In order to protect patients from the dangers of malpractice due to healthcare IT implementation, a new federal agency dedicated to the oversight of healthcare IT should be established, according to a study by the Institute of Medicine (IOM).
Industry responses to the IOM recommendations have been mixed. Support for a regulatory body primarily concerned with oversight and accountability of responsible use of medical informatics and other healthcare IT systems has been widely accepted. However, some medical experts wonder why the formation of such a committee has been left until after billions of dollars have been spent on implementing clinical informatics networks.
“It is not surprising that such events are now being discovered in health IT. What is surprising is that those creating and promoting these large systems have neither anticipated them or look for them,” said Dr. Richard Cook, associate professor at the University of Chicago’s department of anesthesia and critical care, as quoted by Information Week. “Development of [healthcare IT] is marked by an optimism about the effects of IT that are unwarranted and naive, and the willingness to embrace this optimism, to the extent that making large-scale investments in these systems and only later asking what their impact might be on patient safety, borders on recklessness.”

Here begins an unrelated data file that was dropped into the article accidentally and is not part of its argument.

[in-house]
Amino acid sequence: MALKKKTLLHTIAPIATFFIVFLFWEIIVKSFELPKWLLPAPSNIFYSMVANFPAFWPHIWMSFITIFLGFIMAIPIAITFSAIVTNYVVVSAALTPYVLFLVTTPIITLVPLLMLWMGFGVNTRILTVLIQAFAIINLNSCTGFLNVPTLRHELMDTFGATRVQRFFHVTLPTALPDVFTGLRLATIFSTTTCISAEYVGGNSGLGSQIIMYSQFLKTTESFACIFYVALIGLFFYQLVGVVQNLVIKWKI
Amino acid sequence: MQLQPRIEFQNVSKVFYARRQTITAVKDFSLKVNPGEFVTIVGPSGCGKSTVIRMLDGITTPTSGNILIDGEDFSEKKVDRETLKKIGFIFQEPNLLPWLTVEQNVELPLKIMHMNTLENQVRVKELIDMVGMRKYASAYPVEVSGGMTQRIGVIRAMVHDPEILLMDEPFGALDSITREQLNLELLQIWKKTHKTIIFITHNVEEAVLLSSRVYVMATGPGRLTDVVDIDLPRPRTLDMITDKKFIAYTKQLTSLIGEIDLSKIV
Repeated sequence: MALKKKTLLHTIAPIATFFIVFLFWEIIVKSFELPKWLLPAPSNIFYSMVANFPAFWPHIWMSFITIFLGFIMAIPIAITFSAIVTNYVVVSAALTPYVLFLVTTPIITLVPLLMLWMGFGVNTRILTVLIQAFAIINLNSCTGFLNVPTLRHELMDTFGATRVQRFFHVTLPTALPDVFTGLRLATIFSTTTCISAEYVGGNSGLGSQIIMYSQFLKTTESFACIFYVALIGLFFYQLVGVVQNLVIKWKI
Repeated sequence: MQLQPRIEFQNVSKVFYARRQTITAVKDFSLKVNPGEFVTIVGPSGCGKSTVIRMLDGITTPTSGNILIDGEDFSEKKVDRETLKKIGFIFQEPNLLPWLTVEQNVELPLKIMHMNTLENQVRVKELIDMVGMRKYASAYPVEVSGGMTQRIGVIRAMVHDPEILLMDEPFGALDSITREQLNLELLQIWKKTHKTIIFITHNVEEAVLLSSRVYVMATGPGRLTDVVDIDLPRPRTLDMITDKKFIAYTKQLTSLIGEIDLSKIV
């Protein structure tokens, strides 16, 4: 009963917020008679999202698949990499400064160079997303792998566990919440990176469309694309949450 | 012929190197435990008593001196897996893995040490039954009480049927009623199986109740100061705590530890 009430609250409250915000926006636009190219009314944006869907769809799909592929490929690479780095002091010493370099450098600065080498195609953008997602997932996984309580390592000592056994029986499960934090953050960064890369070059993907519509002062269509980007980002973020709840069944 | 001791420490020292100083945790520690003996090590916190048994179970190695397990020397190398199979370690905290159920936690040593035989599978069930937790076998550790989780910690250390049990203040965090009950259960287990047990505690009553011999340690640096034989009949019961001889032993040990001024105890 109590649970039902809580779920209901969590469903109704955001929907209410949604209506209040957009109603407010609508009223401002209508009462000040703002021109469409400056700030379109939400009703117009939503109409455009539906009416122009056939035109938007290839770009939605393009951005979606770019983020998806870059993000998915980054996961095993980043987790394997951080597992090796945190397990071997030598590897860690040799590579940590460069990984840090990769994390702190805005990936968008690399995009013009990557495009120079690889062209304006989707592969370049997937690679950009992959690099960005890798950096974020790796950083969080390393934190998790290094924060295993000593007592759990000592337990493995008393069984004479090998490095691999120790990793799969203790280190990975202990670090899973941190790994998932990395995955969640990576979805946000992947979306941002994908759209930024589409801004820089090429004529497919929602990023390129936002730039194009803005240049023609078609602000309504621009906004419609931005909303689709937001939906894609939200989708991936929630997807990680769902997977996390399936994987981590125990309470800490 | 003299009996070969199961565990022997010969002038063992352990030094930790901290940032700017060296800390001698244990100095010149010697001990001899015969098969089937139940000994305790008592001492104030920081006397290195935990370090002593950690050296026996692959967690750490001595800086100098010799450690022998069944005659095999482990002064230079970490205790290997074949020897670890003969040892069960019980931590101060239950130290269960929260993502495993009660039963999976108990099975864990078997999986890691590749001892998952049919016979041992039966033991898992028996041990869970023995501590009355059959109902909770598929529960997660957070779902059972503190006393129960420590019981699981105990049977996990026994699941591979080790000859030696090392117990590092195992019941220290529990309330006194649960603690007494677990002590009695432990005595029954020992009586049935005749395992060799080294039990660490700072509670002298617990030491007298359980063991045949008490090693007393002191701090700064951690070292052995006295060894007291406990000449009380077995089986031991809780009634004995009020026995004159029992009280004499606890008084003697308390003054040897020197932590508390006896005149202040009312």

One of the key findings of the IOM study was that Department of Health and Human Services (HHS) Secretary Kathleen Sibelius should publish an action plan within the next 12 months, outlining how the HHS should work with healthcare providers and federal agencies to assess the impact of healthcare IT on patient safety.
Recommendations of the IOM report included the formation of a dedicated federal entity to the investigation of patient deaths, serious injuries and the potential for unsafe conditions as a result of healthcare IT implementation; ensuring the free flow of information between clinical informatics vendors, hospitals and government agencies; and the formation of a new healthcare IT safety council that would serve to assess the criteria by which safety concerns would be evaluated.